President Barack Obama made doubling exports by 2015 a major goal in his first term, but he hardly came off as free trade champion.
The previous administration did most of the heavy lifting on the free trade agreements Obama signed in 2011 with Colombia, Panama and South Korea. The president’s complaints to the World Trade Organization over China ranged from effective pushbacks on unfair trade practices to trivial, political-minded moves, said Scott Miller, a senior adviser and Scholl chair at the International Business at the Center for Strategic and International Studies.
“Obama used the WTO process pretty effectively,” he said. “They had to increase the level of confidence that the system works.”
With a pro-free trade Congress and two major pacts on the horizon, Obama can get aggressive in opening up markets for U.S. importers and exporters, Miller said. His need to keep union factions happy should also let up because the president doesn’t face another re-election challenge.
“This country needs growth, and we’re out of fiscal stimulus,” Miller said.
To make headway on the Trans-Pacific Partnership Agreement, Obama needs to accept an executive privilege allowing him to negotiate pacts free of amendments and filibusters from Congress. The FTA involving Australia, Brunei, Chile, Malaysia, New Zealand, Peru, Singapore, Vietnam, Mexico and Canada will likely be completed next year, said Bill Frenzel, a guest scholar at the Brookings Institution.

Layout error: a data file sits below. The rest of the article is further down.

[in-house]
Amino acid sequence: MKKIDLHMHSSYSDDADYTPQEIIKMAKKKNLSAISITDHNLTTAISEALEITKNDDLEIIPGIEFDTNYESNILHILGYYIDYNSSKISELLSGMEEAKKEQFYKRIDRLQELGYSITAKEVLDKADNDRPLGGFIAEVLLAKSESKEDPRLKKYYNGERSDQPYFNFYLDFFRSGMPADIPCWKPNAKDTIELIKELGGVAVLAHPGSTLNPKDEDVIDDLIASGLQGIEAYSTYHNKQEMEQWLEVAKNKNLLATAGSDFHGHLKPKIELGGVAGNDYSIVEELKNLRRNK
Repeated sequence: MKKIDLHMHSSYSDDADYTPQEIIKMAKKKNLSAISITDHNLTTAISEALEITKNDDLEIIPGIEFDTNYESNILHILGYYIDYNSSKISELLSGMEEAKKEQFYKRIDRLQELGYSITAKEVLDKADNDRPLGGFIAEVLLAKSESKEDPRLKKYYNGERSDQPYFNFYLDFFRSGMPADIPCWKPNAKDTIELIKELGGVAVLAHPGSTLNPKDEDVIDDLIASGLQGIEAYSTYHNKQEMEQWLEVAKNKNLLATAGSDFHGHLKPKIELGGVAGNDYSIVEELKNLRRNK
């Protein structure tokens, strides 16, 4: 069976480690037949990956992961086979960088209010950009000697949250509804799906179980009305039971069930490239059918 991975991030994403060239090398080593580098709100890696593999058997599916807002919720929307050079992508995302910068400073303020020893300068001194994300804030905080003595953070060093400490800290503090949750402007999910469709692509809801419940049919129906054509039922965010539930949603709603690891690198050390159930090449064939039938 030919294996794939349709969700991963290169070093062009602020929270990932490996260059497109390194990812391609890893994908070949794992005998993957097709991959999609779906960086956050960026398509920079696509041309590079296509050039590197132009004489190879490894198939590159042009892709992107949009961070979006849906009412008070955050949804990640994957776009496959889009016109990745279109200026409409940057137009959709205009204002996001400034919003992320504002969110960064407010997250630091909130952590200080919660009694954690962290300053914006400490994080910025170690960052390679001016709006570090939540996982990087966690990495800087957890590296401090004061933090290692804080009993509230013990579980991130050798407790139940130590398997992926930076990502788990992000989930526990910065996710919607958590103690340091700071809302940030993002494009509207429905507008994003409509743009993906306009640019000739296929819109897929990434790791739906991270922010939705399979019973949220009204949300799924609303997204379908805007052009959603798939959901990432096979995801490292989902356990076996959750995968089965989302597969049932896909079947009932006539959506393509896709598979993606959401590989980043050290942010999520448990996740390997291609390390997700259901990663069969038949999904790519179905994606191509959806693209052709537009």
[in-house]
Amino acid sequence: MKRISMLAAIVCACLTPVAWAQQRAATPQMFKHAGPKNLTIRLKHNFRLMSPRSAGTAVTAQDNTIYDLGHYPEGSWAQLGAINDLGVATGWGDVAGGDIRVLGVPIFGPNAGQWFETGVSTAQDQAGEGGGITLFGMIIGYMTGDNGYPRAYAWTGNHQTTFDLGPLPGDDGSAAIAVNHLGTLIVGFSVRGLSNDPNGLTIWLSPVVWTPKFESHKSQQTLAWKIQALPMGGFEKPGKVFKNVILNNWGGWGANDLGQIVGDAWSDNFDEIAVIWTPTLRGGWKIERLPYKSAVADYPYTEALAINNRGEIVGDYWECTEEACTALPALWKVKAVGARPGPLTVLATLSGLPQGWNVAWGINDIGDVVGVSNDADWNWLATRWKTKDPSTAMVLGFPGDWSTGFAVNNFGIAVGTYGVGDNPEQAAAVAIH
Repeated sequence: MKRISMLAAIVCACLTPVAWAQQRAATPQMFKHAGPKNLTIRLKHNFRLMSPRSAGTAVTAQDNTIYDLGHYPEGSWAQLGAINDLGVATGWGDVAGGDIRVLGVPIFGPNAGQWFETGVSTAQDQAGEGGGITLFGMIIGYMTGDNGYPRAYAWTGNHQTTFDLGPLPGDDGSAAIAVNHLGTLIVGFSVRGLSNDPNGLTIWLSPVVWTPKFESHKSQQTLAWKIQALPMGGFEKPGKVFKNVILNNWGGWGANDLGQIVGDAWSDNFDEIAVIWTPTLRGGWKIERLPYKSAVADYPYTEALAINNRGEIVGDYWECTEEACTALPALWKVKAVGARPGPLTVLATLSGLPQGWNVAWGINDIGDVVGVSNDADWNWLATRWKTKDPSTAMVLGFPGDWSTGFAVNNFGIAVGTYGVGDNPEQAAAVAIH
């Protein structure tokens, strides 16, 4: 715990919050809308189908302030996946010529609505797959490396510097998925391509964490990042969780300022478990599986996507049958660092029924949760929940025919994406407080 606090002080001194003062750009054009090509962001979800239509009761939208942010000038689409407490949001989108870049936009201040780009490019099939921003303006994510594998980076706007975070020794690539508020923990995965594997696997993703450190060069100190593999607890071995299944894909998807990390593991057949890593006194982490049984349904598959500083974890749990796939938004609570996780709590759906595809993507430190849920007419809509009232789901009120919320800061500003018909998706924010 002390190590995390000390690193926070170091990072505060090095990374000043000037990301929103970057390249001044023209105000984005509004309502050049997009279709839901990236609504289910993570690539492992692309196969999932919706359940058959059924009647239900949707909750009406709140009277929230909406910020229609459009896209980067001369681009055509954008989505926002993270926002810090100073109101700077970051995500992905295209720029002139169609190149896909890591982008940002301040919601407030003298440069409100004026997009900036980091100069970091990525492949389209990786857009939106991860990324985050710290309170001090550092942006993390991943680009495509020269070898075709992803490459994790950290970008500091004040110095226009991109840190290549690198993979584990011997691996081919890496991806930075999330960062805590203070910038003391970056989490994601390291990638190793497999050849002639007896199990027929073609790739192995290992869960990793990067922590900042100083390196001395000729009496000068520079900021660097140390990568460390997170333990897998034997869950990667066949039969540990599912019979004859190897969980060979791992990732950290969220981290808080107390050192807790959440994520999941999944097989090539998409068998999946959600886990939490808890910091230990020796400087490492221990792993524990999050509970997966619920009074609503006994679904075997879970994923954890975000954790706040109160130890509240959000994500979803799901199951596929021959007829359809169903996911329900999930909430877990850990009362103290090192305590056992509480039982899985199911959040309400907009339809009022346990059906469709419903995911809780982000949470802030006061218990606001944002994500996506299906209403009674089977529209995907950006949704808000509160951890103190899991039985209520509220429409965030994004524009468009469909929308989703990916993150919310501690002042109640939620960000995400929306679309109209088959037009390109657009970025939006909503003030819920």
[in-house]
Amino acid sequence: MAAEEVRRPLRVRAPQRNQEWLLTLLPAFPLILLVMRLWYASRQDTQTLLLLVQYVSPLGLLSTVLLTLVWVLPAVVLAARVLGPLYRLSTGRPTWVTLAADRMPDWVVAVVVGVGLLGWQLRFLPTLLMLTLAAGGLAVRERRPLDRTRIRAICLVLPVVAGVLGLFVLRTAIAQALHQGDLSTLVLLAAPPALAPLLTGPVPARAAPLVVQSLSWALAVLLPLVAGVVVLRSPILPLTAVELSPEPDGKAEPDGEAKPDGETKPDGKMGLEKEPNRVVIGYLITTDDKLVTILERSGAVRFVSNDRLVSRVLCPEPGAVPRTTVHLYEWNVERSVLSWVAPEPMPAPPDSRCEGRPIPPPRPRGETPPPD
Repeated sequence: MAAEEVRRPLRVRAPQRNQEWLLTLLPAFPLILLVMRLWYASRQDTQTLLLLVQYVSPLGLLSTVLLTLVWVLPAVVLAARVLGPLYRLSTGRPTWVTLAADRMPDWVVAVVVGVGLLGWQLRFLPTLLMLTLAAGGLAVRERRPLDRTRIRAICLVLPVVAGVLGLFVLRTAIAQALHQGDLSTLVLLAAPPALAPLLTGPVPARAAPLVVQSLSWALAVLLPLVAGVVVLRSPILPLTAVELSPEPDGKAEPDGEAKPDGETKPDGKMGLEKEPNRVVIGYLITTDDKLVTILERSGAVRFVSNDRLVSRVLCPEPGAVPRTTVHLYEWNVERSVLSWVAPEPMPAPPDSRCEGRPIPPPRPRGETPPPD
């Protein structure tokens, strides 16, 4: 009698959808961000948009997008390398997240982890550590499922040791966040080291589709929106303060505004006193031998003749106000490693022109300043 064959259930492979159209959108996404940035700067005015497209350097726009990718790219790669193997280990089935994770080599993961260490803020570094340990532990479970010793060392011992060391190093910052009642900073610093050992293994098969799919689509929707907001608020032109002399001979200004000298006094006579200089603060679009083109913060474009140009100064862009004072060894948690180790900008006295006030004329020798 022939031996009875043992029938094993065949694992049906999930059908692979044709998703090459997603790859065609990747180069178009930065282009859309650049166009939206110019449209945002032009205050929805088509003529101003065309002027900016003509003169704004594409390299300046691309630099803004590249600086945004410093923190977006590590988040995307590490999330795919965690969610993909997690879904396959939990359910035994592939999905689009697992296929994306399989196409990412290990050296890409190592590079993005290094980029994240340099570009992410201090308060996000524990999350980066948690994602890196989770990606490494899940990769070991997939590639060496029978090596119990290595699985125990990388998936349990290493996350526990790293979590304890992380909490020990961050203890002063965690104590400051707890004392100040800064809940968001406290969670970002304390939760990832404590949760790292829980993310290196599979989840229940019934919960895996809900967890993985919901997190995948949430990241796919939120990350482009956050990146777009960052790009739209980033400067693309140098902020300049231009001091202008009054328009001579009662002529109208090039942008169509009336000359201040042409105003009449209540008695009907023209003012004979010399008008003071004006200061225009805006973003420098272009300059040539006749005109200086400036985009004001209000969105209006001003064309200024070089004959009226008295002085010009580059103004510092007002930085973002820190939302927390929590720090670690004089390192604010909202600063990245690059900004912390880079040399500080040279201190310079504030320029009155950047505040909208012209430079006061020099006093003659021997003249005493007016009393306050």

Obama should also aggressively pursue a free trade agreement with the European Union, as trade between the two economies is steeped in “unneeded costs and complexity,” Miller said. The removal of half of the current non-tariff measures could raise U.S. and EU GDP by about $280 billion, according to a 2009 European Commission study.
“There is now, for the first time in years, a serious drive toward an EU-U.S. Free Trade Agreement. We have been doing the preparatory work. We know what is at stake and what we can do about it. Now, it is time to act,” European Trade Commissioner Karel De Gucht said in a Nov. 9 speech.
The U.S. is also close to enjoying the benefits of Russia’s recent entrance into the WTO. The House is expected to give Russia permanent normal trade relations status later this month and repeal the Jackson-Vanik amendment, a Cold War byproduct aimed at allowing emigrants from the then-Soviet Union. The Obama administration estimates U.S. companies could triple annual exports to $30 billion if full trade access is granted Russia.
Miller expects the U.S. and China to continue hitting each other with WTO complaints, as any major trade relationship, including the U.S.-EU exchange, has disputes. “What the U.S. and China have to realize is that disputes are part of business,” he said. China’s resistance to adjust its currency “is an old issue that has been resolved,” so the Obama administration will focus more on protecting U.S. intellectual property, getting exporters more market access and pushing back against imports backed by Chinese state-owned enterprises.